“Republicans should be winning by acclimation for every position from dog catcher to president,” Roger L. Simon writes today in his PJM column:
But they’re not. And you don’t need Strother Martin to tell you why – it’s a failure to communicate.
And that’s not just the so-called establishment or the so-called Tea Party — it’s both. Both are doing an atrocious job of taking their message to the people. The establishment remains super cautious, equivocating and boring while the Tea Party walks around pretending as if wearing a three-cornered hat and waving the Constitution (great as it is) is going to impress a culture the vast number of whom (incorrectly!) associate that Constitution with geriatric white slave holders in jodhpurs. Also, you have to be at least as sophisticated as your high school sons and daughters. We do live in 2014. (If you’re not, what you get is a clueless Sharron Angle losing to that hideous mafioso Harry Reid.)
Rather than dealing with these realities, both sides — establishment and Tea Party — spend their time aiming fusillades at each other. How infantile and suicidal.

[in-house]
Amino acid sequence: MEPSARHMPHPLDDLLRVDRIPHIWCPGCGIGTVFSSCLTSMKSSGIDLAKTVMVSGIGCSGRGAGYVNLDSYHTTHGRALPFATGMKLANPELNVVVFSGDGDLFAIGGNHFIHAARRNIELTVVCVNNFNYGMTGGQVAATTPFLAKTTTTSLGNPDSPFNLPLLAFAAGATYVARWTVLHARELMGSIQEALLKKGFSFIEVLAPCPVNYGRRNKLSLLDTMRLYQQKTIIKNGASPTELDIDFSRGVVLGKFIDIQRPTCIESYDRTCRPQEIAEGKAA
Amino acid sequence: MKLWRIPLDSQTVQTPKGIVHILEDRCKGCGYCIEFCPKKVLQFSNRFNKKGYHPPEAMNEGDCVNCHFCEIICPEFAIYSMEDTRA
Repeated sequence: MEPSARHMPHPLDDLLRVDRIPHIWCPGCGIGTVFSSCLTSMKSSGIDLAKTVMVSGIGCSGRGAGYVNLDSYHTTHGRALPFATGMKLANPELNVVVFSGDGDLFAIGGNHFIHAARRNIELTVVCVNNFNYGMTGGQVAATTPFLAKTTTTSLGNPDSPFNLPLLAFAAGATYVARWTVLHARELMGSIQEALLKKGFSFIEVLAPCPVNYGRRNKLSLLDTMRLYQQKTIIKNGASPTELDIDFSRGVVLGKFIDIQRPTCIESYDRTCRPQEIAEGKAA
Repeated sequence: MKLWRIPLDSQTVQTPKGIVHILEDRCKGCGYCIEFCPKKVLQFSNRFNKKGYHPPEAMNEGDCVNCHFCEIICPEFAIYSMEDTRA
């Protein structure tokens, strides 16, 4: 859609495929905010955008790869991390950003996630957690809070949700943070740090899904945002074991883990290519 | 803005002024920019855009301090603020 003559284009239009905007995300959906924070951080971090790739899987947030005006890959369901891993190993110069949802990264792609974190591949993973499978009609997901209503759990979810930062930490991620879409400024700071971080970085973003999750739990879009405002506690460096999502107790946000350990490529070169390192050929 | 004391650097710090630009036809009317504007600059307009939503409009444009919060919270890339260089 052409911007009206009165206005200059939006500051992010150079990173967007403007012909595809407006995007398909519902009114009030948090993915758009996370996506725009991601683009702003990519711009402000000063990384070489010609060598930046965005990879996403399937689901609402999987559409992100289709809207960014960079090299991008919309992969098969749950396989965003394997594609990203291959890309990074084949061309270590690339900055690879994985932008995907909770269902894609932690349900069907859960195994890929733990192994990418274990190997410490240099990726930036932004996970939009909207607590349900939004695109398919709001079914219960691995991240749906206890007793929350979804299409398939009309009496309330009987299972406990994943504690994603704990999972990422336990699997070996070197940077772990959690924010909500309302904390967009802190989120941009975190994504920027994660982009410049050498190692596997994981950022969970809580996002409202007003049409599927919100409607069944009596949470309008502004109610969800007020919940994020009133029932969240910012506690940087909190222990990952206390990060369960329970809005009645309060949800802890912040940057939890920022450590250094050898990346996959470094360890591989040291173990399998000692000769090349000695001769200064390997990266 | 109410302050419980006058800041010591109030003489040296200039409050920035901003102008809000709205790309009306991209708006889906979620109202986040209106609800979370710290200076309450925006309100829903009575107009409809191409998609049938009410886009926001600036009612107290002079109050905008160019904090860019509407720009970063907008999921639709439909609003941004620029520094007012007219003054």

Yes, the media and Hollywood and the academy are against us and millions of Americans are on the dole (therefore bought)… blablabla. But the facts remain — at public relations, the right sucks. The proof is, again, that on almost every issue — with the possible exception of same-sex marriage, and in that instance the GOP libertarian wing is an asset — the right has not just the upper hand, but the wildly superior upper hand with the public. Liberal ideology is not only dead, it’s decomposed. Nevertheless, even though Republicans have a good possibility with the Senate (they should have every seat), Hillary seems poised for the White House.
Time to wake up, n’est-ce pas? But how to do it?
Exactly like this:
She’s running uphill as a Republican in Oregon but she’s got a few things working for her. One: It’s hard to follow ye olde “war on women” playbook against a candidate like this, especially after watching this ad. Two: Wehby’s a centrist on some issues, including abortion, which might help her play better in a blue state. Three: Her first ad (which you’ll also find below) was a critique of ObamaCare, which sounds risky in a Democratic stronghold until you remember that Oregon’s O-Care exchange was a flaming bag of shinola even more so than Healthcare.gov was. If there’s any state in the country where centrist Democrats might be willing to cast a protest vote against ObamaCare — especially for a doctor — it’s Oregon.
For the right candidate, that’s an absolutely brilliant template for an ad. More — and faster, please.